“The classroom should allow for a high level of social interaction,” he says. The student should receive social skills instruction on a regular basis. Desks should be placed in a circle or in groups (as opposed to rows). The teacher should be able to work well with “visual learners”, providing visual cues and tools whenever possible instead of strict verbal instruction. Study and organizational skills should be incorporated as a regular part of the curriculum.
Teachers should also take advantage of the child’s obsessive interests instead of fighting them. Dr. Putnam offers the following example: “If the child is fixated on clocks, for instance, the teacher should use books and other classroom materials that have clocks as a theme in order to reach the student.” The teacher should also be aware of the child’s sensory sensitivities and change his physical environment if necessary. A child with Asperger’s might not be able to tolerate school bells or the hum of a fluorescent light. Moving the child’s desk to another area of the classroom where sights and sounds are less intrusive might solve the problem.
Yet the ideal classroom environment, an informed and flexible teacher, and a school equipped with the appropriate resources are not always available. Valerie Paradiz, Ph.D., author of Elijah’s Cup and director of ASPIE (The School for Autistic Strength, Purpose, and Independence in Education in Boiceville, NY) has many concerns about Asperger’s students functioning well in a mainstream setting. Dr. Paradiz explains, “These students are often targets for bullies, because they quickly get pegged by peers as outsiders. In addition, social skills and organizational issues start to wear down their self-esteem.” Dr. Paradiz also notes that although there is a tremendous need for social skills support, “the student might become totally dependent on his aide and self-independence can subsequently be undermined by that relationship.” She is concerned that “the child has to fail miserably before he gets help.” At ASPIE, children are taught life skills and how to represent themselves to the public. Dr. Paradiz explains that self-advocacy and the understanding that one’s disability is not a disease or tragedy should be emphasized on a regular basis to build up the child’s self-esteem.
Parents need to become expert navigators and advocates for their child. Some children will be able to handle a mainstream setting, but in these cases the proper classroom environment is essential. Others will need to be in a special school. Dr. Paradiz warns, “Any kind of early signs of depression is a red flag.” If the child becomes withdrawn and depressed, something is not working.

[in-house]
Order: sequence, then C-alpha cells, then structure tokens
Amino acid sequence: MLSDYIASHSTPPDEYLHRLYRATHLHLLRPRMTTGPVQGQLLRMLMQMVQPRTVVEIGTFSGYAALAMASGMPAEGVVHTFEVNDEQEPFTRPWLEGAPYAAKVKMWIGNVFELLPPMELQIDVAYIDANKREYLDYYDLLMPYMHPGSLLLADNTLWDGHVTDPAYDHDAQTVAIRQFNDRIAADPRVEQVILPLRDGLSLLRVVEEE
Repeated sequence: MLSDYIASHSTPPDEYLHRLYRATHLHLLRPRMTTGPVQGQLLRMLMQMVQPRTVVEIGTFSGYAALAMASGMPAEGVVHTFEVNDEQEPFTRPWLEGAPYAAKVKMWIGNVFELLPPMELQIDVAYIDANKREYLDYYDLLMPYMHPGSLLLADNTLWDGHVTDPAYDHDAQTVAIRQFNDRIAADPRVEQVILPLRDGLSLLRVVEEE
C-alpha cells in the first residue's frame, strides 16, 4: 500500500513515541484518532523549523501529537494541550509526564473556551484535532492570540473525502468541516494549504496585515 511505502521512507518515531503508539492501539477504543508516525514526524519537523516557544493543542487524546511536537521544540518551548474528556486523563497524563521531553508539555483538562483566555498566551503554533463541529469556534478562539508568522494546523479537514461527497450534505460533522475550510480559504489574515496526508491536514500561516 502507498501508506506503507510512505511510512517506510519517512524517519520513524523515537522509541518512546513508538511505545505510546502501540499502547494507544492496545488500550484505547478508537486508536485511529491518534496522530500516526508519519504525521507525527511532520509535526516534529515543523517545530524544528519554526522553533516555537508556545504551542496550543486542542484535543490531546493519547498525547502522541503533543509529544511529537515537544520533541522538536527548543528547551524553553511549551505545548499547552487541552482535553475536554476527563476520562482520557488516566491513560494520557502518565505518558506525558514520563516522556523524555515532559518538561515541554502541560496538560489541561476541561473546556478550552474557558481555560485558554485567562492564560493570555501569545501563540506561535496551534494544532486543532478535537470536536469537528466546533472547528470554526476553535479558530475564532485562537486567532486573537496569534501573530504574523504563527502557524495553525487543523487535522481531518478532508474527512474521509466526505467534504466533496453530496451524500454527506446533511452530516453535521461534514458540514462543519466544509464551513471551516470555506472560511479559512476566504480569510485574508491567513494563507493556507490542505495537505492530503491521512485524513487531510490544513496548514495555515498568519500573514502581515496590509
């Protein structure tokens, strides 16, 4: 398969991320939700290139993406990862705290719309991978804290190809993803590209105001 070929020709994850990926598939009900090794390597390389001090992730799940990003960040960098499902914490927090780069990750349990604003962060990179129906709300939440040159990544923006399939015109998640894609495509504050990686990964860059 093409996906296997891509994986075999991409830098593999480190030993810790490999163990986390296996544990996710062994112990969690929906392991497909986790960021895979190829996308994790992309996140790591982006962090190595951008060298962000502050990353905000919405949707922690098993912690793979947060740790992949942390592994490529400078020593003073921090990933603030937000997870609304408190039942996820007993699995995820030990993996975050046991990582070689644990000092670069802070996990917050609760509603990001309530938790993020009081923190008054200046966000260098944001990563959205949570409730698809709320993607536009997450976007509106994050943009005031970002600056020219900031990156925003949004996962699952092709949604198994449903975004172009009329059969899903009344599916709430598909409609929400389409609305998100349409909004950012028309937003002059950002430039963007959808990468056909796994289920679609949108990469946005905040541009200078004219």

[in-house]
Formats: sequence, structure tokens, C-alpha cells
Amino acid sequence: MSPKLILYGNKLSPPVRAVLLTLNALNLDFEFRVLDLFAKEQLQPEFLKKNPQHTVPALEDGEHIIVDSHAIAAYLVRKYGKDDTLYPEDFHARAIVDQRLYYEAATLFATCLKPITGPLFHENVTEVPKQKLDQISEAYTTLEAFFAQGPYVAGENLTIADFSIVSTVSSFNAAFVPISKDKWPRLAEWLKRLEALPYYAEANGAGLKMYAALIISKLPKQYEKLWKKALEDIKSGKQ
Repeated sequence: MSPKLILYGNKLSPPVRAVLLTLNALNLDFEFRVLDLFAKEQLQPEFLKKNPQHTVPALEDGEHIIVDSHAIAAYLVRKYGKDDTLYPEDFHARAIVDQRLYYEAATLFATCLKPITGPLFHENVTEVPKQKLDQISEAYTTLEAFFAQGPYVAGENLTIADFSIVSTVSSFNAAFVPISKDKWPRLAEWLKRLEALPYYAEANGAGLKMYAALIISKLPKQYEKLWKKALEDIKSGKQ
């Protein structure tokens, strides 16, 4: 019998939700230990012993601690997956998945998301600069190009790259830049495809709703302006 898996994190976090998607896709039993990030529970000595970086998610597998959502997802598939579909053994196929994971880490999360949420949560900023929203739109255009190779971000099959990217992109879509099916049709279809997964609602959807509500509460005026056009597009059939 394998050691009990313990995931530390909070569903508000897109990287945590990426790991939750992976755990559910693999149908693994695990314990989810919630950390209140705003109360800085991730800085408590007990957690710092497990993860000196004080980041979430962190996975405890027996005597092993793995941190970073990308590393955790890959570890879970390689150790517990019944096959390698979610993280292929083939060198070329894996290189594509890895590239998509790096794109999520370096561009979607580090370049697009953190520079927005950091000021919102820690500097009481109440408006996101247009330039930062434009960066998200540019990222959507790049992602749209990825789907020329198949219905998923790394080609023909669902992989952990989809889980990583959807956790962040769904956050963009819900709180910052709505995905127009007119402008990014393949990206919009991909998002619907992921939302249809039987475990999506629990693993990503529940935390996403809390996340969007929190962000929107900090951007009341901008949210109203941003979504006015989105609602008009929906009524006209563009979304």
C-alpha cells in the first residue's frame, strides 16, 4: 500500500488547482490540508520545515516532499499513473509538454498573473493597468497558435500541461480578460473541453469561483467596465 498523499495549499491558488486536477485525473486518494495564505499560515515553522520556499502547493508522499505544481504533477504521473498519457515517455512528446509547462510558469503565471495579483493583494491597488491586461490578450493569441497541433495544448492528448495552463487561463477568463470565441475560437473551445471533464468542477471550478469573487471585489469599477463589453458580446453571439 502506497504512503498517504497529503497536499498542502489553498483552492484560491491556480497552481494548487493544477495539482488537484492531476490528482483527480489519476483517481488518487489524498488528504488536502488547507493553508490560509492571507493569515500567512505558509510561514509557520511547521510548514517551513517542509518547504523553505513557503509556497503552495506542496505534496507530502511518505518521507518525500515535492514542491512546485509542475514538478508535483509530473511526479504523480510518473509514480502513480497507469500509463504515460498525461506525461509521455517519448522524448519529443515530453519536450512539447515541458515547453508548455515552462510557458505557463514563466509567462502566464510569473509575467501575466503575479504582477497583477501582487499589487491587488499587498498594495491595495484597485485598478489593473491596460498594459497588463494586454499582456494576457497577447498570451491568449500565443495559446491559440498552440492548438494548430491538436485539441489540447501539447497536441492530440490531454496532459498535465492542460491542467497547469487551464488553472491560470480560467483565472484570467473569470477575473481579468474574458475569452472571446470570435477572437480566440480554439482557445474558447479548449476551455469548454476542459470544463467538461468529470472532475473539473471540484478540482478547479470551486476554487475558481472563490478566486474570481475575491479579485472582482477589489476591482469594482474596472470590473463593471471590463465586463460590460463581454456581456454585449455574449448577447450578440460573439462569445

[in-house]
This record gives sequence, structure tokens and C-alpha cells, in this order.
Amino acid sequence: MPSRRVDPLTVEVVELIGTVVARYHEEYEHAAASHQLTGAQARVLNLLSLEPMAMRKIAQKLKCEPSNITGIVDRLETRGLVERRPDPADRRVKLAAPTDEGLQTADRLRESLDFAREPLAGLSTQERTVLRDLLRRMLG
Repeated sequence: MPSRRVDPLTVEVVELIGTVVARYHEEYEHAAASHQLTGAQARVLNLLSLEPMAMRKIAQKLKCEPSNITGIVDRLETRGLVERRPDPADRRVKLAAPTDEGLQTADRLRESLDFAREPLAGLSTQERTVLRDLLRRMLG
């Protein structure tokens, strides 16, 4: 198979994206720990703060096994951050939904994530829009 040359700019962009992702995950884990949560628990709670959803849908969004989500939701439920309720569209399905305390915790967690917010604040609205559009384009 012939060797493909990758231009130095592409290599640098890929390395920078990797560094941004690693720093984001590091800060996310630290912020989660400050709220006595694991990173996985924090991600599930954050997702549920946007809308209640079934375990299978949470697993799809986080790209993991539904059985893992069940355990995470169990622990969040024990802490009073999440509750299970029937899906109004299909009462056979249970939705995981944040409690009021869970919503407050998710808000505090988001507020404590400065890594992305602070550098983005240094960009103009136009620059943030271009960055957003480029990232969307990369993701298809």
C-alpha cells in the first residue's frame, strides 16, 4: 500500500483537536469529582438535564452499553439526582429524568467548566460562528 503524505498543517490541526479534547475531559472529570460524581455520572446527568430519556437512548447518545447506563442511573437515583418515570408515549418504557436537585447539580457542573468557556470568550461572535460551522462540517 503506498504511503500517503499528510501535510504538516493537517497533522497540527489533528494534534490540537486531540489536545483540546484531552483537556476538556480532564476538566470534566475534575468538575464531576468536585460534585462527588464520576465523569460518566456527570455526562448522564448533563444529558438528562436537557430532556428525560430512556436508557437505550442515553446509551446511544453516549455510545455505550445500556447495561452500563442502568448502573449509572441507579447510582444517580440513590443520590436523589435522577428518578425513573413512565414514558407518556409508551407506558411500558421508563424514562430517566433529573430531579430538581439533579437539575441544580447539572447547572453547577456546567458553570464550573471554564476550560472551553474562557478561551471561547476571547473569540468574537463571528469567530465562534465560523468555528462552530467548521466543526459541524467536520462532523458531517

Problems beyond elementary school
Even if a child has handled a mainstream setting in elementary school, the logistics of the middle school setting might prove to be too much for a student with Asperger’s. The student is now expected to change classrooms several times a day, and is faced with several different classroom environments and teaching styles. Dr. Paradiz explains that “the changing of rooms and heightened social intensity of kids that age can compound the stress level for the Asperger’s child.”
Dr. Putnam concurs, “The situation gets more complex at the middle school level. The child may need additional staff support. The child might have problems with anxiety or depression, so it’s also very important for staff to communicate amongst themselves.” There should also be an adult (someone present during school hours) who serves as an advocate for the child.
Support and Information for Families and Educators:
To acquire more information about Asperger’s Syndrome and to learn where to find support and services for your child with Asperger’s, contact:
Autism Network International (ANI): An autistic-run organization — self-help and advocacy for autistic people. Philosophy: The best advocates for autistic people are autistic people themselves. P.O. Box 35448 , Syracuse, NY 13235-5448; http://ani.autistics.org
Connections Center and RDI Programs: Connections Center, founded in 1995, provides full assessments and treatment services for Autism, Asperger’s Syndrome, Pervasive Developmental Disorder (PDD), Non-Verbal Learning Disability (NVLD), and many other neuropsychiatric conditions. Relationship Development Intervention (RDI) is a parent-based clinical treatment for individuals with autism spectrum and other relationship-based disorders. This site offers lots of information and resources for parents. www.connectionscenter.com
MAAP Services: A nonprofit organization dedicated to providing information and advice to families of “more advanced individuals with Autism, Asperger's Syndrome, and Pervasive Developmental Disorder (PDD).” P.O. Box 524, Crown Point, IN 46307; (219) 662-1311; www.maapservices.org
GRASP: The Global and Regional Asperger’s Syndrome Partnership, Inc.: Support groups for parents of children with Asperger’s and for adults with Asperger’s. www.grasp.org; E-mail: firstname.lastname@example.org
O.A.S.I.S.: Online Asperger’s Syndrome Information and Support: www.udel.edu/bkirby/asperger
Asperger’s Syndrome Coalition of the United States, Inc. (ASC-U.S.); P.O. Box 49267, Jacksonville, FL 32240-9267; (904) 745-6741